Nusa Penida is located on the southeastern side of Bali and is an island of rugged beauty ,spiritual myth and folk law providing and arresting sense of adventure for its visitors . Part of the charm here for trippers to the island is that it is without modern tourist facilities .This is a destination for those who like to get off the beaten track, trek and experience the hospitality of a friendly local population.
Covering an area of 200 sguare kilometers,Nusa Penida is the largest on three islands resting just a few kilometers from the Sanur beach line.Facilities here are basic but restaurants offer good local dishes and fresh seafood is for accommodation on the island.Getting about is either with the use if a hired motorbike,on foot or local bemo.There are however some visually interesting walks or ries on the dirt tracks to be made through the 500-meter rise of the island. The local here are tourist friendly and visitors will be charmed by smiles and greetings. Moving about the island visitors will come across small fishing villages populated by seaweed farmers working off pristine beaches.
Nusa Penida can be reached by boat from sanur,Benoa Harbor,Padang Bai or the easterly third of the three islands,Nusa Lembongan. There are no flights to Nusa Penida.
There are several excellent diving sites just off the island and the area has been acknowledged as a premier world diving destination.Hundreds od coral reefs and fish species inhabit the sea around Nusa Penida and recommended dives sites included Crystal Bay,Toyapakeh,and Sanur Bay named from the island side as Mallibu Point.For snorkeling enthusiasts both Toyapakeh and Crystal bay are free of strong currents.
Nusa Penida,aong with Nusa Lembongan and Nusa Ceningang are collectively designated as a bird sanctuary.Back in 2006 a group of 35 local villages under the wing of Friends of the National Park Foundation (FNPF) pledged to observe and enforce the ‘awig-awig’ regulations protecting island bird life.It was here that the endangered Bali Starling was introduces with hopes of saving the species from extinction.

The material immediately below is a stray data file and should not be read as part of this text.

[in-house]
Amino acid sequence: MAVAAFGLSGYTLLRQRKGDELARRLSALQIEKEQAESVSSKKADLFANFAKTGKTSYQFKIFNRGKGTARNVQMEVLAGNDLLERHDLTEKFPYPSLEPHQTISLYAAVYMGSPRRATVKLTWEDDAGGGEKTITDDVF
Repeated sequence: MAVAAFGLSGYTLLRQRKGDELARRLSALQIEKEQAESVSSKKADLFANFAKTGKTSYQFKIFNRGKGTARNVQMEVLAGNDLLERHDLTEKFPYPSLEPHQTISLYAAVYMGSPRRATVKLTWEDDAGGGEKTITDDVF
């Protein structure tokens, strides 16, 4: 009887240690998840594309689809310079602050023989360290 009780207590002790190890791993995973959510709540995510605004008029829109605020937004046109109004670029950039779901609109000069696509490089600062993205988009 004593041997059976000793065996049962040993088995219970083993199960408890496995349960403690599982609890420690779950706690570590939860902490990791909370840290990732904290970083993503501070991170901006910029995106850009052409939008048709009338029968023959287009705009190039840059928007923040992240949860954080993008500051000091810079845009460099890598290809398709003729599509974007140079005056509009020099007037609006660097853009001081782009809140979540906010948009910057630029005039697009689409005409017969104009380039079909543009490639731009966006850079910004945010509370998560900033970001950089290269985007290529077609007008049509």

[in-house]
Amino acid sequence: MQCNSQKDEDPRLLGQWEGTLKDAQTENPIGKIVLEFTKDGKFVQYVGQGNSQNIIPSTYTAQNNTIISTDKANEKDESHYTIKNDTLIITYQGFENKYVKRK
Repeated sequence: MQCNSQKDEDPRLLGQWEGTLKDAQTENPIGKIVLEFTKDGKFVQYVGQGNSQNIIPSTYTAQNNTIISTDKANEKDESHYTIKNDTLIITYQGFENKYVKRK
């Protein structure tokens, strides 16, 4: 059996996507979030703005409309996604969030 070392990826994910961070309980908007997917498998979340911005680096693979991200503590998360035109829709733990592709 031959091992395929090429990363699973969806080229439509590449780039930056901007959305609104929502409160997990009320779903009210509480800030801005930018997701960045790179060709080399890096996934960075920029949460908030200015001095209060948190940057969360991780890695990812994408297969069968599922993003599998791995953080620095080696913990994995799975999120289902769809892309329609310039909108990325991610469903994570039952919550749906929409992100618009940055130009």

There are several ancient historical sights around the island and traditional Balinese Temples indicates the spiritual folk law of Nusa penida that is unique to the island. On Bali it is believed that the people of Nusa Penida have strong spiritual powers.These is also a cave where a Buddhist temple was established in the ancient past.
Visitors to bali should not miss the opportunity to visit Nusa Penida the island of spirits good and bad.Those viewing the island from Sanur beach will feel the mysterious and beckoning pulses of Nusa Penida.
The attractions of Sanur are centred around rich experiences and the vibrant culture. The Le Mayeur Museum is dedicated to the life works of famous Belgian impressionist Adrian Jean Le Mayeur who used to call Sanur home. The area is also known for the colourful giant kites that decorate the skies and are celebrated each July at the Annual International Kite Festival. Traditional Balinese kites of up to 10 metres long are handmade and flown in the competition by teams from local villages. If you aren't visiting during July you can still see the teams practicing flying their kites throughout the year.